In addition, there are conventional loans – which are not guaranteed by the government – and options such as Federal Housing Administration (FHA), Veterans Affairs (VA), and Department of Housing and Urban Development loans (HUD), which may be an option for borrowers who qualify.

Reverse mortgages

If you’re an older homeowner, you may want to consider a reverse mortgage. Now, this isn’t what it sounds like - the bank isn’t paying you to live at your house. Rather, it’s a form of home equity loan that's geared toward older homeowners. The borrower remains the owner of the property and is not required to make monthly payments until they move out or pass away. Reverse mortgages have proven to be a reliable way for older homeowners to increase their monthly cash flow.

VA and FHA loans

Federal Housing Administration and Veterans Affairs loans are government supported loans that can help first time home buyers secure a mortgage. VA loans are for military personnel and can get you a fixed rate mortgage with zero down payment. These loans also have relaxed qualifying standards, though they come with a VA funding fee that can range from between 0.4% - 3.3%.

With an FHA loan you’ll need to put  down at least 3.5%, and will need to pay mortgage insurance premiums for at least 5 years. That said, these loans also come with lower qualifying standards, including credit scores as low as 580. 

What is Mortgage Refinancing?

Simply put, refinancing a mortgage is a way for you to get new mortgage rates and terms that work better for you. With a refinanced mortgage, the lender pays off your previous home loan completely and you are left with the refinanced mortgage.

In order to refinance, you will need to go through basically the same process as when you received the initial mortgage. You will need to have your home appraised, submit financial documents, and pay closing costs to complete the process.

Why do people refinance their mortgages? The main reason is to reach terms that are better for them. For instance, if your monthly mortgage payment is too high, then refinancing can be a way to get some relief. You can also refinance in order to switch from adjustable to fixed mortgage rates, or refinance in order to use your home equity to pay for other expenses in your life.

Rates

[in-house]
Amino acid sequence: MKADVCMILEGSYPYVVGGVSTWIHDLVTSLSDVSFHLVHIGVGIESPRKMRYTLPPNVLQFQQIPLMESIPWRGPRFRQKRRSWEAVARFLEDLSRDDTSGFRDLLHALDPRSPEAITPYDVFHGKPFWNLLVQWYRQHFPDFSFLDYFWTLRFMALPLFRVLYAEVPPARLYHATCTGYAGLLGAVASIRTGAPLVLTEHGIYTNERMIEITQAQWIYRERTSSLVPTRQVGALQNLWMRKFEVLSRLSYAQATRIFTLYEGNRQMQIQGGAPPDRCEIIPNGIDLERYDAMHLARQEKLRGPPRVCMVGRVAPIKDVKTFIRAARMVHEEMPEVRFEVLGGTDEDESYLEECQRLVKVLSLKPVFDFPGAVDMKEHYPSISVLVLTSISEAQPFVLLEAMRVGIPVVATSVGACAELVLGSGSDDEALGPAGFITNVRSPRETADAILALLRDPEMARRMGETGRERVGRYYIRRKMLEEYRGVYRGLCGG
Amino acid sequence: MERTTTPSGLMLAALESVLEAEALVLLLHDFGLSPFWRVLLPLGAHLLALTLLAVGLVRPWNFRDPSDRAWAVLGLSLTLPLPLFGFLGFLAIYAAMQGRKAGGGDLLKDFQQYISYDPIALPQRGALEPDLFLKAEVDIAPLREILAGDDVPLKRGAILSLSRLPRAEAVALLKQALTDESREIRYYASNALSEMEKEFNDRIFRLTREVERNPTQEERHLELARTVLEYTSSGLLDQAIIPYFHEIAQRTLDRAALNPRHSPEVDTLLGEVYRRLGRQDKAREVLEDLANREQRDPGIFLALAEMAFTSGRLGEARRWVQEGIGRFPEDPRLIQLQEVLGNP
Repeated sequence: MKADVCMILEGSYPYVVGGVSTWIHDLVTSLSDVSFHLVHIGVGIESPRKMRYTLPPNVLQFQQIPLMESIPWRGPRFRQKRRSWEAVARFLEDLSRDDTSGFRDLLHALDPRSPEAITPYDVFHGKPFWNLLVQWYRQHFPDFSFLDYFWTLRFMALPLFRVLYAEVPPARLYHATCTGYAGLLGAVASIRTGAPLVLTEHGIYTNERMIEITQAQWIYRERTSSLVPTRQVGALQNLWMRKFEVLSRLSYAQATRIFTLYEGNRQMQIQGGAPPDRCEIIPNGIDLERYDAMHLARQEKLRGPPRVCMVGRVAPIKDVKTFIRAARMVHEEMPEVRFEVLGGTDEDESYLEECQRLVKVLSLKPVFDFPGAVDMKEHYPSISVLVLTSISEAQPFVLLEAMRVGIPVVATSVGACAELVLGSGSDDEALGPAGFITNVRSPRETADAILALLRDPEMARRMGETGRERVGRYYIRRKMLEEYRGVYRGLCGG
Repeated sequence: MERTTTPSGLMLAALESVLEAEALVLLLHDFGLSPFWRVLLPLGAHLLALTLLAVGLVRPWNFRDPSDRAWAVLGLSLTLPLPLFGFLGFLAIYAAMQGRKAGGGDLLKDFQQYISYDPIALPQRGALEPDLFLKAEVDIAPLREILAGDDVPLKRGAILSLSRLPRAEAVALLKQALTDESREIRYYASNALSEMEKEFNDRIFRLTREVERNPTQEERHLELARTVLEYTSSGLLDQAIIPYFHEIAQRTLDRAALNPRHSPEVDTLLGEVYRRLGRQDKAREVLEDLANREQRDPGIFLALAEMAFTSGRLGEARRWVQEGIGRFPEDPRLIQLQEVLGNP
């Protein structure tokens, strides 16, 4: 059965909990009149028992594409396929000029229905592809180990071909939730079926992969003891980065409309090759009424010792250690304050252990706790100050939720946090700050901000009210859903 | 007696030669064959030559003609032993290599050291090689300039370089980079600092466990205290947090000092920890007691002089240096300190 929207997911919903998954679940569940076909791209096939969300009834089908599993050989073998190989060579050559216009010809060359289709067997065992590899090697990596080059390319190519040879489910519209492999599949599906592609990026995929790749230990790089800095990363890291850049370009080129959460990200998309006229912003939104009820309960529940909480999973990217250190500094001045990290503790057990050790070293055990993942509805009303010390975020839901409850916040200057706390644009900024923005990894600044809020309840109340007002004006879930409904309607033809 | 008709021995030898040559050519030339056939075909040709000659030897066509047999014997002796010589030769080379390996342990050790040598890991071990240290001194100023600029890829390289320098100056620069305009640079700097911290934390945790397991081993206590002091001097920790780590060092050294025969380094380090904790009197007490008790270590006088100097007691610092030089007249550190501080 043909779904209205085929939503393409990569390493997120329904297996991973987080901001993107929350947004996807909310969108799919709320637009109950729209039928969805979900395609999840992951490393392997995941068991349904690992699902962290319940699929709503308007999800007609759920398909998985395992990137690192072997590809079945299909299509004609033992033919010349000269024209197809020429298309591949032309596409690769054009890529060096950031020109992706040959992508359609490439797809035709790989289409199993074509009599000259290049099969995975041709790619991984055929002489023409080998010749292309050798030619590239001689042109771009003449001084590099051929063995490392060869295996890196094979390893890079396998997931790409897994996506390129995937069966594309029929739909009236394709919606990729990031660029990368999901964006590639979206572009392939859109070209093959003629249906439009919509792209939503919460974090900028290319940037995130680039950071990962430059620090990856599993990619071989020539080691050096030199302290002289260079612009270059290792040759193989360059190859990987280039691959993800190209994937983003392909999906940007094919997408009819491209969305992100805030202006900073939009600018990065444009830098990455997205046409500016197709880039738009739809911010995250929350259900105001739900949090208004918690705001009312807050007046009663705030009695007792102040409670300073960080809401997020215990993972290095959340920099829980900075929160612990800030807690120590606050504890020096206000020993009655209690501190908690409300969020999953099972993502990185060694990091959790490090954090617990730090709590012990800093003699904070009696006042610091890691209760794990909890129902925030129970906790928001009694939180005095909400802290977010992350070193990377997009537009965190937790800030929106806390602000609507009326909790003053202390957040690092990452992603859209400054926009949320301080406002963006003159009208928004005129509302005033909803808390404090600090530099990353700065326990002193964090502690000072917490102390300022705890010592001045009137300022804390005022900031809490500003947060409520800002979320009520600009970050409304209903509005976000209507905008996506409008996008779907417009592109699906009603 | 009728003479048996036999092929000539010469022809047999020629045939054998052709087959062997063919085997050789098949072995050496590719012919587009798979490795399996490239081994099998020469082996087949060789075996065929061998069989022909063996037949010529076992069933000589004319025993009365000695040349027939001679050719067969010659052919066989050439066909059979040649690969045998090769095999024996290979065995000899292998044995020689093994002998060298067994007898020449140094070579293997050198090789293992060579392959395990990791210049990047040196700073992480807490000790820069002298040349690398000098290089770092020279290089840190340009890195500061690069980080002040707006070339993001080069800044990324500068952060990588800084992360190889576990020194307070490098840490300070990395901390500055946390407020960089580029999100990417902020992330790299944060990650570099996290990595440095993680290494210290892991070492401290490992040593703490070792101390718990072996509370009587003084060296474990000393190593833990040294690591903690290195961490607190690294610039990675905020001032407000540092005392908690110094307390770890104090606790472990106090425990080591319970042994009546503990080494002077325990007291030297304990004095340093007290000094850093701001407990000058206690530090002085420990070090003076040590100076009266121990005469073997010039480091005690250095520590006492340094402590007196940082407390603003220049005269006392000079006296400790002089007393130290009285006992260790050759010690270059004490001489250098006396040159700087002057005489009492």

The great news for prospective homeowners is that home loan rates are currently at one of the lowest levels in decades, hovering at below 4% for 30-year and 15-year-fixed rate mortgage loans. With additional options for 10-year mortgages and 20-year loans as well, and mortgage rates at their current low, this may be a great time to lock down a fixed rate option. Ask the best mortgage companies for their rates through online quote calculators or customer service agents.

Regulations

There are a number of laws and regulations in place in the US to protect borrowers which all reputable mortgage companies will follow. On the federal level, these include a series of laws such as the Truth in Lending Act – which establishes disclosure requirements for lenders – and the Fair Housing Act, which bans discrimination based upon age, race, gender, religion, or nationality. Federal and state regulations are meant to uphold fairness in the lending process, and also to safeguard the financial information of home loan borrowers.

Before taking out a loan, it is important for you to know the relevant state and federal regulations that apply to it and that your mortgage lender adheres to them. These laws protect and help the borrower know their money and property are secure.

Important Information

Regardless of the length, 10-, 15- or 30-year mortgages all require repayment. Once you’ve bought your home, that property and its equity value are yours to borrow against, sell for profit, renovate, or pass to your children. A home loan gives borrowers ownership opportunities, so take a look at the best lenders to find the mortgage rates and terms that work for you and your dream home.

Refine Results

Loan Purpose
Which type of loan are you looking for?
  • Purchase
  • Refinance
  • Reverse Mortgage
Credit Score
What is your personal credit score?
  • Excellent (720-850)
  • Good (690-719)
  • Fair (630-689)
  • Poor (350-629)
Reset